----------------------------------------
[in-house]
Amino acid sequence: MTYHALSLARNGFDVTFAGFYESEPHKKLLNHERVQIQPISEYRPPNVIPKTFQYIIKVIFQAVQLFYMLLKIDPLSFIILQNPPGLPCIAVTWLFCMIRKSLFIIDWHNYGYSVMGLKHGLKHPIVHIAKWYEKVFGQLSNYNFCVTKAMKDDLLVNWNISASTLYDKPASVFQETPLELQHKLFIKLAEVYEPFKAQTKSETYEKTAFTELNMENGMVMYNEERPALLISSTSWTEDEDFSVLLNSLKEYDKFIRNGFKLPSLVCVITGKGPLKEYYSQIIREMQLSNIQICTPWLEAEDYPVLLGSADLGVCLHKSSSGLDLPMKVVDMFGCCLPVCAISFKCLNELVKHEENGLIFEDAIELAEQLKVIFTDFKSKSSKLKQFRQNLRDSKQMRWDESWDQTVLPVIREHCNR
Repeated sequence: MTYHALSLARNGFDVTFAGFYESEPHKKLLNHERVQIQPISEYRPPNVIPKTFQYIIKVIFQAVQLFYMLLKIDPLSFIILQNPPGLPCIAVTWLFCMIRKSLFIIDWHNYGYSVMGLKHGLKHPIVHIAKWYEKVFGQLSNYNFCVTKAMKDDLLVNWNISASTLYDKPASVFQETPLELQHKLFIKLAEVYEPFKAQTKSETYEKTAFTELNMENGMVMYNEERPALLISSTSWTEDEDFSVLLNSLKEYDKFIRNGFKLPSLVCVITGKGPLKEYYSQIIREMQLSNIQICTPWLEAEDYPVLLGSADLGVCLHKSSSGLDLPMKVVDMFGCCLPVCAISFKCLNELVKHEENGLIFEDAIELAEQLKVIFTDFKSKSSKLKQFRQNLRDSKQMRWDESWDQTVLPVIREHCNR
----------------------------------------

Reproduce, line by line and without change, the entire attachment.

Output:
[in-house]
Amino acid sequence: MTYHALSLARNGFDVTFAGFYESEPHKKLLNHERVQIQPISEYRPPNVIPKTFQYIIKVIFQAVQLFYMLLKIDPLSFIILQNPPGLPCIAVTWLFCMIRKSLFIIDWHNYGYSVMGLKHGLKHPIVHIAKWYEKVFGQLSNYNFCVTKAMKDDLLVNWNISASTLYDKPASVFQETPLELQHKLFIKLAEVYEPFKAQTKSETYEKTAFTELNMENGMVMYNEERPALLISSTSWTEDEDFSVLLNSLKEYDKFIRNGFKLPSLVCVITGKGPLKEYYSQIIREMQLSNIQICTPWLEAEDYPVLLGSADLGVCLHKSSSGLDLPMKVVDMFGCCLPVCAISFKCLNELVKHEENGLIFEDAIELAEQLKVIFTDFKSKSSKLKQFRQNLRDSKQMRWDESWDQTVLPVIREHCNR
Repeated sequence: MTYHALSLARNGFDVTFAGFYESEPHKKLLNHERVQIQPISEYRPPNVIPKTFQYIIKVIFQAVQLFYMLLKIDPLSFIILQNPPGLPCIAVTWLFCMIRKSLFIIDWHNYGYSVMGLKHGLKHPIVHIAKWYEKVFGQLSNYNFCVTKAMKDDLLVNWNISASTLYDKPASVFQETPLELQHKLFIKLAEVYEPFKAQTKSETYEKTAFTELNMENGMVMYNEERPALLISSTSWTEDEDFSVLLNSLKEYDKFIRNGFKLPSLVCVITGKGPLKEYYSQIIREMQLSNIQICTPWLEAEDYPVLLGSADLGVCLHKSSSGLDLPMKVVDMFGCCLPVCAISFKCLNELVKHEENGLIFEDAIELAEQLKVIFTDFKSKSSKLKQFRQNLRDSKQMRWDESWDQTVLPVIREHCNR